I'm Georgia, and I'm currently studying English at the University of York. I'm also the Director of a theatre company that I set up from scratch and enjoyed a successful run this year at the Edinburgh Fringe Festival with a play I wrote myself. When I'm not studying or directing, I'm often looking for musicians or film makers for various fund raising events I hold through the year on and off campus. That or sitting under a blanket with a cup of tea enjoying the luxury of budget heating in the Yorkshire Winter (if you're not familiar with it, trust me, it's chilly). I have a passion for all things creative and love getting stuck into a new project, which is why I'm thoroughly looking forward to getting involved with the Born in Britain campaign.
“ALERT! ALERT! ACTUALLY DECENT BAND PLAYING IN YORK ALERT!”
Now, upon reading the above on my Facebook news feed, my naturally inquisitive mind wants instantly to investigate. And, the (slightly over-egged) announcement is quite right, these guys are a decent band!
British Sea Power are a six-piece band variously originating from Cumbria, Yorkshire, Ealing and Shropshire who are currently based in East Sussex and on the Isle of Skye. Their multi-instrumental style (guitars, bass, keys, drums, a viola and a cornet) gives them a wonderfully rich and unique sound that seems to have thrilled their fans and reviewers alike. The Sunday Times have called them “the best band in Britain” while a Rolling Stone review dismissed the entire line up of the Reading Festival as “puerile drivel” and adding “we’re off to see British Sea Power”.
Far from starting out, British Sea Power are ten years more mature than their debut album (released 2003), but their new album Machineries of Joy sees them really hitting their stride. Their hard work and perseverance really shows: a recent poll of BBC 6 Music listeners on the most important tracks of the stations lifetime but British Sea Power’s track, ‘Remember Me’ at number 9. Putting this into context, that’s just above Radiohead and just behind Johnny Cash.
If you want to check out this band properly, visit their website – http://www.britishseapower.co.uk/ – where you can find links to all of their social media, videos of their performances as well as tour dates, so you can appreciate them live.
Known to everyone as Yoshi, Yoshika Colwell is an undergraduate at the University of York and everyone who knows her know about her voice.
Singing live gigs across the city at various cabaret and jazz nights, Yoshi wows audiences wherever she sings with her beautiful smooth tone and alternative covers. She has a range of covers on Youtube under the title ‘Live in the Living Room’ where she re-discovers well known songs in a simple, yet beautiful style. Listening to them, you wouldn’t know she hadn’t written them herself. My personal favourite is her cover of Bob Marley’s ‘Soul Rebel’ – believe me, it’s nothing like you’ve heard that song before!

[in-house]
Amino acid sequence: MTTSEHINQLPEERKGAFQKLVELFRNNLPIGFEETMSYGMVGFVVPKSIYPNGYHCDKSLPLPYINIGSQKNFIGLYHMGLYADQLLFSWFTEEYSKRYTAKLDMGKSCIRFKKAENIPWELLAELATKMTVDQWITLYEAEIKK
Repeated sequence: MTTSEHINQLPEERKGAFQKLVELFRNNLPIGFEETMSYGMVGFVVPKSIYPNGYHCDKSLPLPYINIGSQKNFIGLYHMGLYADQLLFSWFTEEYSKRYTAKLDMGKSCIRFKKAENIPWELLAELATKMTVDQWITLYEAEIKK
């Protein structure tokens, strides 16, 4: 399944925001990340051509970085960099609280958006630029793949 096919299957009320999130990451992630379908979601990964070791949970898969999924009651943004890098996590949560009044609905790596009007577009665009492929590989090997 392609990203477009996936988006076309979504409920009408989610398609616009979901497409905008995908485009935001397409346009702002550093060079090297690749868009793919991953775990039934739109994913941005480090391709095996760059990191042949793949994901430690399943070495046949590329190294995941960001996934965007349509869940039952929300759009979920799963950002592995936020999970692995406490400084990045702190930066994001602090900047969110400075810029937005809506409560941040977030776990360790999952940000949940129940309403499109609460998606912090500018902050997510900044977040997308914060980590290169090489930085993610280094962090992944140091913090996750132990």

As well as her beautiful covers, Yoshi also provides the vocal track for the radio drama Trimble, produced by URY (University Radio York) and written by Edward Greenwood. The show is currently nominated in the Best Online or Non-Broadcast Audio drama catagory in the BBC Audio Drama Awards 2014.
I thoroughly recommend listening to Yoshi and checking out her music. Not just because she’s a lovely person, but also because she’s an incredibly talented musician. Her soundcloud has a lot of good examples of her music – https://soundcloud.com/yoshikacolwell – but check out that aforementioned Bob Marley cover – http://www.youtube.com/watch?v=cqzxYuV_Pwc
Hailing from Bristol, this singer-songwriter has just hit number 5 on the BBCs ‘Sound of 2014’ list. And he’s only 19.
According to his page on the BBC, he was first spotted in 2012 by BBC Bristol who were “championing his bluesy, acoustic ballads”. Since then, he’s had a slot on the Glastonbury Introducing Stage as well as recording sessions at Maida Vale (the BBC recording studios in London for those of you who aren’t familiar with the term).
Zane Lowe recently described him as “One of the most compelling and powerful new vocalists around”, and I would have to agree. George’s vocals are far beyond his years, and his bluesy style is reminiscent of the greats like Bob Dylan and his hero Woody Guthrie. He fits very nicely into the emerging style in the industry, creating a beautiful vintage sound and merging it beautifully with modern accoustic tracks.
In spite of his recognition from London, George stays true to his roots, playing a lot of gigs in Bristol and sticking around his hometown. According to him, the town is exciting and “things are happening”.
To hear more of George’s songs or to see where you can see him live, visit his website: www.georgeezra.com